Victoria Strauss works with a watchdog group, Writer Beware, a service mark of the Science Fiction and Fantasy Writers of America. When it comes to publishers who change their names, she doesn’t miss a trick, and she will edit her blog accordingly. However, her blog can be used by anyone, regardless of genre. She will also refer you to other sites that might make the submission process go smoother.
The alternative is self-publishing, which means you do your own editing, art, formatting, distributing, and marketing, or pay to get these services. The upside is that if you get a generous royalty per sale, especially with CreateSpace and Smashwords. The downside is that some reviewers and bookstores shy away from self-published books. A lot more authors are turning toward self-publishing.
I first became aware of JoAnna Senger through her short stories for Barbara Custer’s Night To Dawn magazine. Her writing style easily pulled me into the stories. Recently, I read her first published novel, Betrothal, Betrayal, And Blood, and was blown away by her writing technique and storytelling ability.
Tom: JoAnna, thank you for sitting down with me for this interview. First, how about telling your fans a little about yourself, your family, and where you live?
JoAnna: I still consider myself a Midwestern girl despite decades in California and now Arizona, still root for the Kansas City Chiefs even though I can’t remember the last time I saw them play in a stadium. My family consisted of a mom, dad, little brother and a half-sister. Only my brother and I are left. Although I still own my home in California, I have to say that I much prefer living in Arizona in the City of Surprise, a small city around 120,000 in the Phoenix metropolitan area.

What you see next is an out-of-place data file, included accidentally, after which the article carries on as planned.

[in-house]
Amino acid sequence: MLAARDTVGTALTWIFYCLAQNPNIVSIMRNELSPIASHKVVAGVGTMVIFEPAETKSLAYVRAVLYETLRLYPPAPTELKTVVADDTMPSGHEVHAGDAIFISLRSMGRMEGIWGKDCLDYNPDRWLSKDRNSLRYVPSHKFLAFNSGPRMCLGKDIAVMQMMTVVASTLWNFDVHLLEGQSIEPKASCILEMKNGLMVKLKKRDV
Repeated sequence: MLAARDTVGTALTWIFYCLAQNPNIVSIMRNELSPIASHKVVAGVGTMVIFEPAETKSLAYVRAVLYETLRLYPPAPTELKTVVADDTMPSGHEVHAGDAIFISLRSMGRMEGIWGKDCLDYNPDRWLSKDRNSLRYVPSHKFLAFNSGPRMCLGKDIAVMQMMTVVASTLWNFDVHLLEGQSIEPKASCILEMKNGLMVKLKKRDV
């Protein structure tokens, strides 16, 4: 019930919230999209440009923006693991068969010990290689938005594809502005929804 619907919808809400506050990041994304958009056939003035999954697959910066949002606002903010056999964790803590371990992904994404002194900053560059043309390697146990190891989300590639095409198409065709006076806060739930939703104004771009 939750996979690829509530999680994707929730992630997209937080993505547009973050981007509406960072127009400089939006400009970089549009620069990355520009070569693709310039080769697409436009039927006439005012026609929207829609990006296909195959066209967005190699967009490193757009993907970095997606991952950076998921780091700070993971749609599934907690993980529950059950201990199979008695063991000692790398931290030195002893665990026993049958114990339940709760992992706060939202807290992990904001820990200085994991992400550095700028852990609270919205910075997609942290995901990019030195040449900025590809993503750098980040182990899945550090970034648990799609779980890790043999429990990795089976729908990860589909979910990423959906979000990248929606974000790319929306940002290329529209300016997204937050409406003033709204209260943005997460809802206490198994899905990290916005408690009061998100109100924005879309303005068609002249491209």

I went to Stephens College, a girls’ college in Columbia, Missouri, where I received a Bachelors in a double major, French and Economics. I attended graduate school at the University of California at Berkeley and earned a master’s degree in economics.
The world of words and the world of numbers are equally comfortable for me.
Tom: From reading your short stories, and now your novel, it is easy to tell you are an experienced writer, how did you get your start, and what is your background?
JoAnna: You’re really taking me back. When I was in the fourth grade, we had a choice about a project, and writing a story was one of the choices. I wrote and illustrated (Lord help us) my first story: Roo-lah and the Elephant Herd. No doubt influenced by my thorough attention to Tarzan comics. I have worked as a financial analyst, a computer programmer and systems analyst, a compensation specialist, a Human Resources consultant, and recently earned a paralegal certificate. So I’ve written just about everything from technical documentation through legal briefs into fantasy.
Or, maybe it’s all a fantasy.
Tom: What writers influenced you, if any, and whom would you say your writing style most resembles? And are your stories more plot driven or character driven, do you think?
JoAnna: When I was seven, my parents gave me my first book that I could read myself: “The Tin Woodman of Oz” for Christmas. Smitten with the Land of Oz, I went on to buy all the books in the series, and I still have them. L. Frank Baum was followed by Marjorie Kinnan Rawlings (The Yearling), William Faulkner, Ann Rice, Agatha Christie, Joyce Carol Oates, Stephen King and many others.
I strive for a style similar to Faulkner’s with respect to the abrupt pace change and like Christie’s for subtlety. With respect to mysteries, I particularly like those where “who-dun-it” becomes almost beside the point, given the extraordinary discoveries made along the way.